In the nearby Infinity tent, house grooves were playing out in a set by Oliver Heldens, previously billed on the flyer as his new deep house alias, HI-LO. Trippy Turtle then showed up in his neon green hoodie and of course opened up with “Trippy’s Theme”, then proceeded to spin out the slow jamz, easily producing the most diverse set of the night. Couples all over were grooving, and for an hour, the temperature of the tent seemed to be raised a good couple of degrees. Alison Wonderland followed it up with a diverse set of her own, with the tent packed to capacity which was not surprising considering how many times her name had been dropped by attendees in line and around the venue. Trap, house, and hip hop remixes were scattered throughout her set, with the energy building before the clock hit midnight. We also caught a glimpse of the Resolution mainstage as Yellow (“Mother Fuckin”) Claw closed out a highly anticipated trap set and Carnage took control, playing his “thumpiest” beats “way way more louder” than the last DJ. Despite the now-infamous alluded to interview (here), the crowd was packed like sardines for what is now known as “festival trap” and movement was restricted to pretty much your own head (or squirming like a worm). Nevertheless, friendly vibes were everywhere to be found, and perhaps, everyone just was happy to be warm.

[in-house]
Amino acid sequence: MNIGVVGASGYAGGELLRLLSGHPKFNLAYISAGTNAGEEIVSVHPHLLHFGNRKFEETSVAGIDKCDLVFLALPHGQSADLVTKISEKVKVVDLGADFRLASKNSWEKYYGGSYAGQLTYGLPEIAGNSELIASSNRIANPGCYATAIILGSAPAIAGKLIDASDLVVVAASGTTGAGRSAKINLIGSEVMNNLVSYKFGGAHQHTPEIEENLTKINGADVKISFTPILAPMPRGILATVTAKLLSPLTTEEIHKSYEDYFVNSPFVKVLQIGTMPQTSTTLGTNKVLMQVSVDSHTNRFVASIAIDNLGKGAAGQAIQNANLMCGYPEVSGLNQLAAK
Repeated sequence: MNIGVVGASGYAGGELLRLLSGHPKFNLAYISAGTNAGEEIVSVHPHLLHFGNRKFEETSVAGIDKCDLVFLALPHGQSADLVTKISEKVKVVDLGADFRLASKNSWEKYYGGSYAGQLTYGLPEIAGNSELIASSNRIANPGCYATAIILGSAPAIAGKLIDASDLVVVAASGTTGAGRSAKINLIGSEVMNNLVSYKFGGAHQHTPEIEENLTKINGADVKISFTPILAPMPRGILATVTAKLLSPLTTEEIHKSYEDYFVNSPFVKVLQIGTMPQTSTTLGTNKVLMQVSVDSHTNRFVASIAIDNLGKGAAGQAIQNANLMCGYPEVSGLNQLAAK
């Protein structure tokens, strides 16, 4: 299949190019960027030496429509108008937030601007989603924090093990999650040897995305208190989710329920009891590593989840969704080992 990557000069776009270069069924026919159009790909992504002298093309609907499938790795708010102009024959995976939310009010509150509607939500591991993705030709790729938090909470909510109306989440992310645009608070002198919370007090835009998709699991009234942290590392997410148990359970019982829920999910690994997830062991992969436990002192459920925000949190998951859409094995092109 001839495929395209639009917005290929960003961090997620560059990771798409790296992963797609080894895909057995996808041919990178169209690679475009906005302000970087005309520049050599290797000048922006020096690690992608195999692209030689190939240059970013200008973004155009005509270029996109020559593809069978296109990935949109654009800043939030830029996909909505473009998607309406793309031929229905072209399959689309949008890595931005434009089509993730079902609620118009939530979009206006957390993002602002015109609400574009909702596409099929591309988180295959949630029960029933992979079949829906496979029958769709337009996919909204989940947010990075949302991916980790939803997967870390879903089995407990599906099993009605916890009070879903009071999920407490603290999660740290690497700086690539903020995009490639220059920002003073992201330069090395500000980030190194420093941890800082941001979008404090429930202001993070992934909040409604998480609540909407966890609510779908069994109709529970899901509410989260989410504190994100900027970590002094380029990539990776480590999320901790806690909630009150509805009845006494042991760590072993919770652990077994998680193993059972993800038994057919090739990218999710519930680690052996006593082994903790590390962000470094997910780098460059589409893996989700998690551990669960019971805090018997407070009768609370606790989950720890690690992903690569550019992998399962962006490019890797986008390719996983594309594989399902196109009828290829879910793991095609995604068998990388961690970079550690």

Back to the bass stage, Metrik and TC were furiously pounding out a drum and bass set to appeal to the masses. Rolling basslines dominated the mix, and the usual must plays like TC’s “Do You Rock”, a Memtrix remix of “Get Down Low”, along with new tunes like Rockwell’s “Itsok2behapp-e” and the classic “Planet Dust” by Bad Company. Dubstep youngsters Eptic and Habstrakt took over to ring in the new year, delivering an interesting mix with some of their newer stabs at dubstep/house music hybrids like “On The Block”. Finally, as the countdown approached, the lights dimmed, and numbers flashed on the gigantic LED screen in front, 10, 9, 8,… And just like that, it was 2016 ringing in with everyone’s favorite people next to them.